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February 13, 2019


The Washington Traffic Safety Commission is sponsoring a 2 1/2-day Positive Community Norms Institute (PCNI) scheduled for Wednesday, March 20 - Friday, March 22 at The Evergreen State College Longhouse, Olympia, WA. The deadline for registrations is Tuesday, March 12, at 5 PM.

For more information and to register, please go to this SurveyMonkey link,

This training is the start of a seven-months-long training and technical assistance initiative to build capacity for delivering PCN messaging across the state. Following the March 2019 PCNI, there will be monthly training and technical assistance events as well as direct access to coaching from experts in PCN and community assessment.

The PCNI is a free training sponsored by the Washington Traffic Safety Commission. The Montana Institute, a global leader in PCN development and training, has been contracted to provide the training and ongoing technical assistance. 
What is the Positive Community Norms approach?

The Positive Community Norms (PCN) approach to improving community health is a transformational model founded upon The Science of the Positive (SOTP). The Seven Step Montana Model for Positive Community Norms Communication (Linkenbach 1998, 2003) uses the Core Principles of the Science of the Positive to grow positive norms through leadership development, communications strategies, integration of prevention resources, and structured reflection. PCN cultivates cultural transformation by working on multiple community levels and factors at once. This framework has shown itself to be extremely effective in creating meaningful social change around health and safety issues including traffic safety, underage drinking, binge drinking, child maltreatment, and many others. (An Introduction to Positive Community Norms: a guide to PCN leadership, communication, integration, and reflection, Dr. Jeffrey D. Linkenbach, 2017).

Training Specifics

The training will start at 10 AM on March 20 and 9 AM on March 21-22. The training will end at 4:30 PM on March 20-21 and will end early in the afternoon on the final day. A working lunch will be provided each of the two full training days.

Seats are limited for this training. The training is designed for community and school-level practitioners. Preference will be given to individuals who directly work in traffic safety or whose work can show some traffic safety effects. A separate registration form is required for each registrant. Participants are expected to pay for their own travel expenses.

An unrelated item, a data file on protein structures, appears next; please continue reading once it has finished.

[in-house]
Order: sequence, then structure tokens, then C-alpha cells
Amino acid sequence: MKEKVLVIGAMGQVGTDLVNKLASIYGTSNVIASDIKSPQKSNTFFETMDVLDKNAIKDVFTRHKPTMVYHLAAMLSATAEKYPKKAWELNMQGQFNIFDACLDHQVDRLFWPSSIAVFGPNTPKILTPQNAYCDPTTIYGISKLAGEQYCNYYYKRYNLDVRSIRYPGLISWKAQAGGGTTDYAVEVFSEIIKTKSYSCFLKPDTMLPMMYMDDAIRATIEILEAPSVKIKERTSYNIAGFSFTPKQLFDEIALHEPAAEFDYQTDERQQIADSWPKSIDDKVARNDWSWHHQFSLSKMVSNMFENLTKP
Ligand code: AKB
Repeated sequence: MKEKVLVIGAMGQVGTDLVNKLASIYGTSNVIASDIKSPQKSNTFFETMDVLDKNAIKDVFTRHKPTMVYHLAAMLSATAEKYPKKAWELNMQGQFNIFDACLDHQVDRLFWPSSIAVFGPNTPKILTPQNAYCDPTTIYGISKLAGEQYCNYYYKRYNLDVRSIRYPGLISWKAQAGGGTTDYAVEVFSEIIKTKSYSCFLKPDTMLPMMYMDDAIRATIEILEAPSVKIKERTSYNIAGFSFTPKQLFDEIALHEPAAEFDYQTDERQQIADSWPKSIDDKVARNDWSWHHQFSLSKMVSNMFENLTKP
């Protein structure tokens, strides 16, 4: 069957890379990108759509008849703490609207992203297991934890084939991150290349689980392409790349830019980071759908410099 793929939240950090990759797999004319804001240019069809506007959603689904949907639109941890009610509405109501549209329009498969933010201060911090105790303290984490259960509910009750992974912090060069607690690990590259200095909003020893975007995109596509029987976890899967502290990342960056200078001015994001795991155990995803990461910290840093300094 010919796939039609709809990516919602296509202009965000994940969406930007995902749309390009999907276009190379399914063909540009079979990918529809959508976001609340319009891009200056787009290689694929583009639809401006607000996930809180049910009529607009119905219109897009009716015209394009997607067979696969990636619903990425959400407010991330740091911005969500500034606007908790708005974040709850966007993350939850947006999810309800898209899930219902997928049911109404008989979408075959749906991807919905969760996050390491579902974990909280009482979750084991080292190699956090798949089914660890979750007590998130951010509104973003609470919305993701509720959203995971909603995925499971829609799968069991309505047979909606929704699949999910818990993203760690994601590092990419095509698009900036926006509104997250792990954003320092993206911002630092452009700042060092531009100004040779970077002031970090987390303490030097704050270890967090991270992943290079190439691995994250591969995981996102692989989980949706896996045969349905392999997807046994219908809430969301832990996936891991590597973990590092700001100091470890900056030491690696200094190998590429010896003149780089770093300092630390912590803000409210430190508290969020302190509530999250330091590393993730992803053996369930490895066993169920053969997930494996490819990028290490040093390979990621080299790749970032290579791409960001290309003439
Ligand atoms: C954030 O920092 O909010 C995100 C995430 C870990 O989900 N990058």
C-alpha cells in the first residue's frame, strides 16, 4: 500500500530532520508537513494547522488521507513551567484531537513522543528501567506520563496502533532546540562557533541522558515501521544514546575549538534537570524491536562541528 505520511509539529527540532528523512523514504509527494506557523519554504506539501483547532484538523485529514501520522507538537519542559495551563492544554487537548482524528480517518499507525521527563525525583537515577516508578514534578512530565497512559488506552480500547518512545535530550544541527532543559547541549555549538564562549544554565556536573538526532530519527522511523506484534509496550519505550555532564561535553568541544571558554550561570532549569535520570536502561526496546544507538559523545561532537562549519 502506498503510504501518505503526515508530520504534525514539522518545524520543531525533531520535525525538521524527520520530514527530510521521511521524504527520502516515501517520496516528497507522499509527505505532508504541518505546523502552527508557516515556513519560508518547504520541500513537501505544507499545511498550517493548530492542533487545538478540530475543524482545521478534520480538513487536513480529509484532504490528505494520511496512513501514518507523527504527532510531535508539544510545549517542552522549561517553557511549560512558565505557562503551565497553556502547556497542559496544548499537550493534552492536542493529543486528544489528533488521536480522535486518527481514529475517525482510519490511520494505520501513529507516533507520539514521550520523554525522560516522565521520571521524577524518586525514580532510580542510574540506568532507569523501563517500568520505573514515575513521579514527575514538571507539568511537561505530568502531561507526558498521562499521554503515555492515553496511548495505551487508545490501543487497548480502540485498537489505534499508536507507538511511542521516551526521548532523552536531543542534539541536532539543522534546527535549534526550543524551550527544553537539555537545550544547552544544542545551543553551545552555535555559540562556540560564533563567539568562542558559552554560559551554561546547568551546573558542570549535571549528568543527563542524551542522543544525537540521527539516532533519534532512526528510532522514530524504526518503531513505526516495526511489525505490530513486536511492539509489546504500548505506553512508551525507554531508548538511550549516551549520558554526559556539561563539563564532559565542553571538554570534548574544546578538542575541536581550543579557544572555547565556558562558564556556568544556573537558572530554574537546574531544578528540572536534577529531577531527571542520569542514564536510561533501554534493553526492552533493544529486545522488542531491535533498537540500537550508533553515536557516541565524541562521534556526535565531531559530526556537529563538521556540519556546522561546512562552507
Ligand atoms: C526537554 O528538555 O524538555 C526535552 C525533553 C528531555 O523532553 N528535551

If you are accepted into the training you will automatically be enrolled in a minimum of seven months of ongoing PCNI training, technical assistance, and support. Notification about acceptance into the Positive Community Norms Institute will be emailed to individuals no later than 5 PM on Tuesday, 3/12/19. 

For more information

Contact Scott Waller, Program Manager, Washington Traffic Safety Commission,, (360) 725-9885.

February 8, 2019

CDC's Prevention Research Centers (PRC) Program is pleased to announce the launch of its new PRC website. The new site offers quick and easy ways to access information about PRC research and Special Interest Projects.

See research findings conducted by CDC's 26 academic centers. The website is accessible from all smart devices, laptops, and tablets.

February 3, 2019

Webinar Objectives:

1.   Identify the need for integrating wellness promotion into substance use prevention programs.       

2.   Explain marketing concepts supporting integrated prevention with wellness programs.

3.   Describe a marketing-related conceptual model for creating integrated prevention with wellness programs.

4.   Describe two steps for creating messages integrating wellness with prevention.

5.   Provide examples of screening measures, integrated health messages and multiple behavior goal plans/contracts.

6.   Explore resources for providing prevention with wellness programs. 

Length: Approximately 1 hour 

CEU Certificate: 1-hour CEU certificate available upon completing webinar and requesting certificate 

For questions, or if you’d like us to present this webinar to your organization, call: (904) 472-5022, 

View video:

January 31, 2019

What: Scholarships are now available for outstanding young leaders. Your city can nominate one young leader who plans to attend college or trade school this fall. Six $1,000 scholarships will be awarded in May.

Action needed: Nominate a student in your community for a Center for Quality Communities scholarship by March 8 using the link below. 

Questions? Contact Karen Tanner at (360) 753-4137 and visit

January 25, 2019